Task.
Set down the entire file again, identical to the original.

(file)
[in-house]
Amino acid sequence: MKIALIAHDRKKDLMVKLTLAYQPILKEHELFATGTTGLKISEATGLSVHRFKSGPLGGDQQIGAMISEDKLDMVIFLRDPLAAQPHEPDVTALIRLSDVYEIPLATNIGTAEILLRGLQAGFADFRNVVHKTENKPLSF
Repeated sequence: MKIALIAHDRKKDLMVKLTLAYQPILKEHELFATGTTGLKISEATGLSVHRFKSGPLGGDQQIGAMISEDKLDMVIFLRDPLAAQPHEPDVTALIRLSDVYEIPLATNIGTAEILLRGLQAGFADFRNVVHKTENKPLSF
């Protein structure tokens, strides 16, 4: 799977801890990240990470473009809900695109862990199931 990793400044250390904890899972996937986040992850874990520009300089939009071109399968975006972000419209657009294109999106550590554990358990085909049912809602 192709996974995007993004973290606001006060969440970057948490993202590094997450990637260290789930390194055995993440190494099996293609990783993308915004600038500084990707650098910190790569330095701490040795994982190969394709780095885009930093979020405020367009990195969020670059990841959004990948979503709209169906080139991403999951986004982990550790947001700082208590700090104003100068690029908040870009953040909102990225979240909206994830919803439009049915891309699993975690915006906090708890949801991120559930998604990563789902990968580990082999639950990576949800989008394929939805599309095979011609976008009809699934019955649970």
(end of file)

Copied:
[in-house]
Amino acid sequence: MKIALIAHDRKKDLMVKLTLAYQPILKEHELFATGTTGLKISEATGLSVHRFKSGPLGGDQQIGAMISEDKLDMVIFLRDPLAAQPHEPDVTALIRLSDVYEIPLATNIGTAEILLRGLQAGFADFRNVVHKTENKPLSF
Repeated sequence: MKIALIAHDRKKDLMVKLTLAYQPILKEHELFATGTTGLKISEATGLSVHRFKSGPLGGDQQIGAMISEDKLDMVIFLRDPLAAQPHEPDVTALIRLSDVYEIPLATNIGTAEILLRGLQAGFADFRNVVHKTENKPLSF
């Protein structure tokens, strides 16, 4: 799977801890990240990470473009809900695109862990199931 990793400044250390904890899972996937986040992850874990520009300089939009071109399968975006972000419209657009294109999106550590554990358990085909049912809602 192709996974995007993004973290606001006060969440970057948490993202590094997450990637260290789930390194055995993440190494099996293609990783993308915004600038500084990707650098910190790569330095701490040795994982190969394709780095885009930093979020405020367009990195969020670059990841959004990948979503709209169906080139991403999951986004982990550790947001700082208590700090104003100068690029908040870009953040909102990225979240909206994830919803439009049915891309699993975690915006906090708890949801991120559930998604990563789902990968580990082999639950990576949800989008394929939805599309095979011609976008009809699934019955649970």